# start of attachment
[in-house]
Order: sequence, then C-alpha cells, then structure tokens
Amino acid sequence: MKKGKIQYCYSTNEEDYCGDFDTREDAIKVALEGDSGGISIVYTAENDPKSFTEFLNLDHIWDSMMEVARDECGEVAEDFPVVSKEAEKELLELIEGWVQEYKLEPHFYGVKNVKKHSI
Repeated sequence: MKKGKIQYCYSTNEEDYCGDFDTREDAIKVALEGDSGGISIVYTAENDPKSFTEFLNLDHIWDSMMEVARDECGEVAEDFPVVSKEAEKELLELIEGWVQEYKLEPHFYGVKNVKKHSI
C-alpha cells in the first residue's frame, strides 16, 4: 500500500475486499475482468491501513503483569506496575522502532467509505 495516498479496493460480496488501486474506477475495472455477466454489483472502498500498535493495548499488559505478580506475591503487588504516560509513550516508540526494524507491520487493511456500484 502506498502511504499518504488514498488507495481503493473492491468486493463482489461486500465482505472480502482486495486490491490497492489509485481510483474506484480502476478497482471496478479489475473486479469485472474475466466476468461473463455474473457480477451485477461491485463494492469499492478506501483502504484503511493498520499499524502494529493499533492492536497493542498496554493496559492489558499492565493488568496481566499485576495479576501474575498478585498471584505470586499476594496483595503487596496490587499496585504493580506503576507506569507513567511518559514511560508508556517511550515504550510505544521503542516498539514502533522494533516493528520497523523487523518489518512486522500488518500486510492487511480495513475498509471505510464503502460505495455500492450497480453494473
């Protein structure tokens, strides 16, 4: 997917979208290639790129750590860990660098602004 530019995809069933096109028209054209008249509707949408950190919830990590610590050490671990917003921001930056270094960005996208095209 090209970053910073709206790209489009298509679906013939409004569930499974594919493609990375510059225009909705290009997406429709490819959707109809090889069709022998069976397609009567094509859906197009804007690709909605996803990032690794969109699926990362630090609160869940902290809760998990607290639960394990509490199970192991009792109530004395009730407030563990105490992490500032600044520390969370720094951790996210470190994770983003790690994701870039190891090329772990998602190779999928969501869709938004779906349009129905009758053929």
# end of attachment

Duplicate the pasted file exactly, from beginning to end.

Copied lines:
[in-house]
Order: sequence, then C-alpha cells, then structure tokens
Amino acid sequence: MKKGKIQYCYSTNEEDYCGDFDTREDAIKVALEGDSGGISIVYTAENDPKSFTEFLNLDHIWDSMMEVARDECGEVAEDFPVVSKEAEKELLELIEGWVQEYKLEPHFYGVKNVKKHSI
Repeated sequence: MKKGKIQYCYSTNEEDYCGDFDTREDAIKVALEGDSGGISIVYTAENDPKSFTEFLNLDHIWDSMMEVARDECGEVAEDFPVVSKEAEKELLELIEGWVQEYKLEPHFYGVKNVKKHSI
C-alpha cells in the first residue's frame, strides 16, 4: 500500500475486499475482468491501513503483569506496575522502532467509505 495516498479496493460480496488501486474506477475495472455477466454489483472502498500498535493495548499488559505478580506475591503487588504516560509513550516508540526494524507491520487493511456500484 502506498502511504499518504488514498488507495481503493473492491468486493463482489461486500465482505472480502482486495486490491490497492489509485481510483474506484480502476478497482471496478479489475473486479469485472474475466466476468461473463455474473457480477451485477461491485463494492469499492478506501483502504484503511493498520499499524502494529493499533492492536497493542498496554493496559492489558499492565493488568496481566499485576495479576501474575498478585498471584505470586499476594496483595503487596496490587499496585504493580506503576507506569507513567511518559514511560508508556517511550515504550510505544521503542516498539514502533522494533516493528520497523523487523518489518512486522500488518500486510492487511480495513475498509471505510464503502460505495455500492450497480453494473
């Protein structure tokens, strides 16, 4: 997917979208290639790129750590860990660098602004 530019995809069933096109028209054209008249509707949408950190919830990590610590050490671990917003921001930056270094960005996208095209 090209970053910073709206790209489009298509679906013939409004569930499974594919493609990375510059225009909705290009997406429709490819959707109809090889069709022998069976397609009567094509859906197009804007690709909605996803990032690794969109699926990362630090609160869940902290809760998990607290639960394990509490199970192991009792109530004395009730407030563990105490992490500032600044520390969370720094951790996210470190994770983003790690994701870039190891090329772990998602190779999928969501869709938004779906349009129905009758053929």